It also was never easy to speak out against Milosevic, especially in the early years, when he was extremely popular, or during the NATO bombing.
"Whenever you said something against Milosevic and his politics, you were labeled as a traitor, as somebody against your own country, your own people," psychologist Brzev-Curcic said. "It is very hard to live with that label. Even for me, it was very hard to live with the fact that I was seen as a traitor."
Many of those who have turned against Milosevic blame him mainly for ruining the country and losing the wars, without seeing anything inherently wrong in what he tried to do.
Slavica Spahic, 22, is a Bosnian Serb law student in Belgrade, the Yugoslav and Serbian capital. In the Bosnian war, she said, others "called us from the beginning 'aggressors,' but we were never the aggressors."
She particularly blamed Milosevic for agreeing in the 1995 Dayton peace accords to a reduction of the territory controlled by Bosnian Serbs. "Before Dayton, Serbs had 70% of the territory [of all Bosnia-Herzegovina] and after Dayton only 49%," she said.
Vladimir Adamovic, a Serbian psychiatrist who has studied the characteristics of leaders and followers, cited two modes of "psychological defense" that have enabled many Serbs to go on believing that Milosevic and his policies were morally right.
"The first line of defense is denial," Adamovic said. "That means that if reality offers information that does not fit in the idealized picture that Serbs have about themselves, then they deny it . . . like a small child when he faces a picture or an animal that frightens him, and he puts his hands on his eyes and refuses to see it."
The second mechanism is "projection," Adamovic said. "Everything that they personally, subconsciously feel in themselves-- aggressiveness, xenophobia, animosity--they project that to the environment: 'I'm not guilty. My neighbor is guilty. He is persecuting me. I have to defend myself.' "
In recent weeks, the new democratic authorities in Belgrade have been exhuming mass graves containing the bodies of ethnic Albanians that were trucked out of Kosovo during NATO's bombing campaign. Many Serbs accept the graves as fairly obvious evidence of an attempt to hide war crimes, but other Serbs think no such thing.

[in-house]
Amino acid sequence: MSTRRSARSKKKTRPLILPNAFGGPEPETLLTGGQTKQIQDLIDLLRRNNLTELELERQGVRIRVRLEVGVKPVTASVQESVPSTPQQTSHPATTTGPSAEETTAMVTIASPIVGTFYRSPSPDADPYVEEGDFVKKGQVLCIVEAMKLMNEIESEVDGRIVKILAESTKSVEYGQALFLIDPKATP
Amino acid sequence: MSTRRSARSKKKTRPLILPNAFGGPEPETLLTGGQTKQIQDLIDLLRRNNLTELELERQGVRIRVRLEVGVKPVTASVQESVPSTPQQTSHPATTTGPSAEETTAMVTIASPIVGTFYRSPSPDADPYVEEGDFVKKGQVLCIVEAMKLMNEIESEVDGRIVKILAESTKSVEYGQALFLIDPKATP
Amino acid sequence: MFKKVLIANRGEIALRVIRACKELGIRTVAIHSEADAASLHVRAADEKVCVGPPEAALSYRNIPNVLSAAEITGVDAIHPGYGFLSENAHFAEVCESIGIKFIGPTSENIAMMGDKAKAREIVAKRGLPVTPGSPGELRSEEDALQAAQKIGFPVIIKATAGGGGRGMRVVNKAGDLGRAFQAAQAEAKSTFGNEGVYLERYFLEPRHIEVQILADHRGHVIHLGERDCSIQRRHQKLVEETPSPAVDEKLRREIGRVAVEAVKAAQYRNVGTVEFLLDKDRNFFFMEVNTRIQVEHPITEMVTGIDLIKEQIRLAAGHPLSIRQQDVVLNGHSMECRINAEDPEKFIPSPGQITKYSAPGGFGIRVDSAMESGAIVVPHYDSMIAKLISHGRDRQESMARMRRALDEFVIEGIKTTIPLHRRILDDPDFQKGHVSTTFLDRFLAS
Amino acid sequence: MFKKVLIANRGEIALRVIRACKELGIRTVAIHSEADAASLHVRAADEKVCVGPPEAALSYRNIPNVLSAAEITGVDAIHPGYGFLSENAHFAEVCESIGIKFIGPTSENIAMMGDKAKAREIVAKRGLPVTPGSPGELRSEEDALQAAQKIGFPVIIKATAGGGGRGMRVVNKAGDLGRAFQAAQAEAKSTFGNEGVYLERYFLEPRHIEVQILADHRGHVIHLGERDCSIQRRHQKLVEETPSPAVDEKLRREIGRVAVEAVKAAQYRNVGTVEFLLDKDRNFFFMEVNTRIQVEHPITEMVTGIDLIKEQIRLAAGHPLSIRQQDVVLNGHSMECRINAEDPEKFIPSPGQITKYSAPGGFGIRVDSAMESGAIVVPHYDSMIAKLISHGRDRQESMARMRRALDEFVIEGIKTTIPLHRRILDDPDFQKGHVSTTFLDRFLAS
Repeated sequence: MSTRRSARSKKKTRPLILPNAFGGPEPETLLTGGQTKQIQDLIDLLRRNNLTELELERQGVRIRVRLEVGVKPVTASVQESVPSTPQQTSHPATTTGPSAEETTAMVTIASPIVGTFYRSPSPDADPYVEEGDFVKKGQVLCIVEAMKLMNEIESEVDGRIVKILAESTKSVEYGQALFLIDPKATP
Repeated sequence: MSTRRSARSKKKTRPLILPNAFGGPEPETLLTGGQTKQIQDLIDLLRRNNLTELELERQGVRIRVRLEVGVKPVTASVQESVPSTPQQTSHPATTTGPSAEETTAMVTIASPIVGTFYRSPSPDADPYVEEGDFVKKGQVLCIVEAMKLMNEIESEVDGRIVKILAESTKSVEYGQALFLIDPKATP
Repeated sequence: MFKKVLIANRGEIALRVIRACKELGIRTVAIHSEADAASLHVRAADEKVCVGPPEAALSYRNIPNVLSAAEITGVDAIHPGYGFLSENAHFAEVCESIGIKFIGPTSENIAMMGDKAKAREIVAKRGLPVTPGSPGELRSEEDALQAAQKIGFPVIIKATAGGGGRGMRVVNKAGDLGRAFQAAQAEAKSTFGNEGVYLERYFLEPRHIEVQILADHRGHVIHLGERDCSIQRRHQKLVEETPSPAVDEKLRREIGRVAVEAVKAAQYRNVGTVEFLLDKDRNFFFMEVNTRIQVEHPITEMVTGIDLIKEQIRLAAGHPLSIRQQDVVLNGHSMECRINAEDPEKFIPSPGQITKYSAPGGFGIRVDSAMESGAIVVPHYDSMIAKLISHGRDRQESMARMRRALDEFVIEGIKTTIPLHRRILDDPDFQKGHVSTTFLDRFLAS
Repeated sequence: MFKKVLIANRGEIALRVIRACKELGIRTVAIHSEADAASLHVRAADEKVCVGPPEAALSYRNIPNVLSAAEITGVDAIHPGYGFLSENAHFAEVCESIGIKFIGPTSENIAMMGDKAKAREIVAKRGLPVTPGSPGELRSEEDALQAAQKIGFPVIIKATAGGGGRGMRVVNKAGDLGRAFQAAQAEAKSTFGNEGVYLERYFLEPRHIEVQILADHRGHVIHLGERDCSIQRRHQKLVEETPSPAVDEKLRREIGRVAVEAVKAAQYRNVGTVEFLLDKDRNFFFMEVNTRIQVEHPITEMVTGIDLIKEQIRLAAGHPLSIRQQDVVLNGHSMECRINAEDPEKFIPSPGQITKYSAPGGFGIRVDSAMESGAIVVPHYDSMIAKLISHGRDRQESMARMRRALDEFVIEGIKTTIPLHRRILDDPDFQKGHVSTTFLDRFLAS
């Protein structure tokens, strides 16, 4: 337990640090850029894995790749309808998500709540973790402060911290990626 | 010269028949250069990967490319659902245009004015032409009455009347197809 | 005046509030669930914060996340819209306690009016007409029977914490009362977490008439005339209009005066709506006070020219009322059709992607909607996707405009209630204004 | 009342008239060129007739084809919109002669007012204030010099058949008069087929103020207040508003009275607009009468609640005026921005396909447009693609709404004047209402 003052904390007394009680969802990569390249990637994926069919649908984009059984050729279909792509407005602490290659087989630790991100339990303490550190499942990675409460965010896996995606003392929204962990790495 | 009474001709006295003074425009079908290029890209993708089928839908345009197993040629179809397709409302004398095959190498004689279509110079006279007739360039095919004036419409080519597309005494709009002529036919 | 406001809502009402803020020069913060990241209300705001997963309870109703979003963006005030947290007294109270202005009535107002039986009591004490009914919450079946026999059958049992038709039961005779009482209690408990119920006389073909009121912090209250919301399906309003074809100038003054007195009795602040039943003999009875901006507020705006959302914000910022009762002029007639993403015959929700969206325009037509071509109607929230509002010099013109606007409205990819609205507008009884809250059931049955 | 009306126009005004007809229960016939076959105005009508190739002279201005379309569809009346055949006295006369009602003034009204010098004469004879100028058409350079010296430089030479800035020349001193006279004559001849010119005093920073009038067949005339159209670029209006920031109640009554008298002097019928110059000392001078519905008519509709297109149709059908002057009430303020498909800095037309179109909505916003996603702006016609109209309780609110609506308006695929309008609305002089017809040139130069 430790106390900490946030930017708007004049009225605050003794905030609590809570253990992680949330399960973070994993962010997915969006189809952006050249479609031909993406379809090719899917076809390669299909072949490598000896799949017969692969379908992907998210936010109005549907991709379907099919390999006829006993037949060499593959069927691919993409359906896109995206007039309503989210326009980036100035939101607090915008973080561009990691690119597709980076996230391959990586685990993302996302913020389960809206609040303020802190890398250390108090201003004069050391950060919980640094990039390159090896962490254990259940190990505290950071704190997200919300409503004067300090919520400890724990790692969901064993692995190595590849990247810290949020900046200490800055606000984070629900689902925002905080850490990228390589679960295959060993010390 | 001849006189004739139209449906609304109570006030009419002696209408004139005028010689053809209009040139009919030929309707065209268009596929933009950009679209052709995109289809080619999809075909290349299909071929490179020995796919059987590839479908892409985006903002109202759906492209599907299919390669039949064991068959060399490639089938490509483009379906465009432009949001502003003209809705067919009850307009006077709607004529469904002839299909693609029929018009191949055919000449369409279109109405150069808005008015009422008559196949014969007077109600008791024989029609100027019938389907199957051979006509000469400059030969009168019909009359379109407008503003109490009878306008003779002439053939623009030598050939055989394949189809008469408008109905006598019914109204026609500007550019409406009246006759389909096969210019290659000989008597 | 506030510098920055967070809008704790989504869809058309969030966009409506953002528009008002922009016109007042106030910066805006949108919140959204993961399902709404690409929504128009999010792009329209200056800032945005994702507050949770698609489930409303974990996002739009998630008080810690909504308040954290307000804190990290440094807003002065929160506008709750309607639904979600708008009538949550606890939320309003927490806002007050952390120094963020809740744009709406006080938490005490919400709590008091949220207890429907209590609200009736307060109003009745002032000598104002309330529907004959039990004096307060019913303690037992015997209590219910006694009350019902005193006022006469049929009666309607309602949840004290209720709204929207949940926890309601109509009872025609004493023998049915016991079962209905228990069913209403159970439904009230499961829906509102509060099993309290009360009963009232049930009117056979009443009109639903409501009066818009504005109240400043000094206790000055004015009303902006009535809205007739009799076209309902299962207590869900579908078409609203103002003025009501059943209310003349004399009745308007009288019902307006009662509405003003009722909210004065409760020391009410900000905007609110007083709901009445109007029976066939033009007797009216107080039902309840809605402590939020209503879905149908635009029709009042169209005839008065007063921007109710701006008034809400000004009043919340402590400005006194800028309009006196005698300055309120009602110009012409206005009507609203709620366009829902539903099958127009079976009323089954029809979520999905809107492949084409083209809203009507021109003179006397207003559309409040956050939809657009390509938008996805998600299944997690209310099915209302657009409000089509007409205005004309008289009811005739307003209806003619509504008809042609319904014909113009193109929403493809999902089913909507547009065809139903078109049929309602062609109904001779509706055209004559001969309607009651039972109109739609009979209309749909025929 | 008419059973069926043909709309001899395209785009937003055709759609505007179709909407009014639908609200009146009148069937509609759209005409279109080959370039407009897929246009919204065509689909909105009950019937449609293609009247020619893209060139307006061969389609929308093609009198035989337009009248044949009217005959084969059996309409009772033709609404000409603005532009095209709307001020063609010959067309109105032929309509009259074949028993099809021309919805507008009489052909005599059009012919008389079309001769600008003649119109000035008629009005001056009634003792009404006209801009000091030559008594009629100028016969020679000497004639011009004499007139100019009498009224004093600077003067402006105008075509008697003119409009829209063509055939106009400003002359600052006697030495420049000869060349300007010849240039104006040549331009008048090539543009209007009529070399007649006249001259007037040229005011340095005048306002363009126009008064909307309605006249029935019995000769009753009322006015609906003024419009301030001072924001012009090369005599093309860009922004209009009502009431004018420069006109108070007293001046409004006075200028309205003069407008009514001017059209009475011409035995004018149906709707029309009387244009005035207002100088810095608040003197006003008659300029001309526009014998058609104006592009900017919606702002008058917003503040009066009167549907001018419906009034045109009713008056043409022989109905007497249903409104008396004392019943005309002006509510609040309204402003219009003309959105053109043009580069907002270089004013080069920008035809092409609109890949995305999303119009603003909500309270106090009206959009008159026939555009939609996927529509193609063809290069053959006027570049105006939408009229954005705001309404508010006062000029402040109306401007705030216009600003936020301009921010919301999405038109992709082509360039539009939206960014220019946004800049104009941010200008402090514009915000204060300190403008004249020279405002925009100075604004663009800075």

Obrad Savic, a vocal Milosevic critic who edits the Belgrade Circle Journal, a key theoretical publication for pro-democracy intellectuals, said that if the graves had been discovered a few years ago while his mother was alive, you could have taken her "by the hand and come to the grave," and she would have denied it.
His mother was steeped in Serbian family tradition and in beliefs of the Orthodox Church, and "she believed that Jesus Christ is a Serb," Savic said jokingly.
The "most important" reason some people still look up to Milosevic relates to their own sense of insecurity in the transition from the socialist and rural past to an era of globalization, with all of its threats to traditional identity, Savic said. More than any other institution, NATO is seen as the mechanism by which the power of international capital and the forces of globalization are reaching into the Balkans, he said.
Still Holding Sway Over the Poor and Elderly
Many in this region, particularly educated young people, would like nothing more than to be fully integrated into the West, but the pull into global markets also produces losers, and these are the people who have been most loyal to Milosevic. They tend to be older, poorer and more rural or to have roots in the defunct Communist Party.
Milosevic still has a hold on these people, Savic said, because he can say: "I'm the first guy in the world who said to NATO, 'No,' in spite of all consequences. So I'm a hero. I'm the first guy in Europe who said to the globalization process, 'Not here, sorry.' "
Brzev-Curcic cited another concept, with its roots in Orthodox Christianity, to explain the psychology of many Serbs: "Trpen spasen." This phrase, she said, can help explain things ranging from why the Battle of Kosovo legend is so powerful to why Milosevic assumed the role of heroic victim in The Hague. Its meaning is, "The more you suffer, the more you will be saved."
Times special correspondent Zoran Cirjakovic contributed to this report.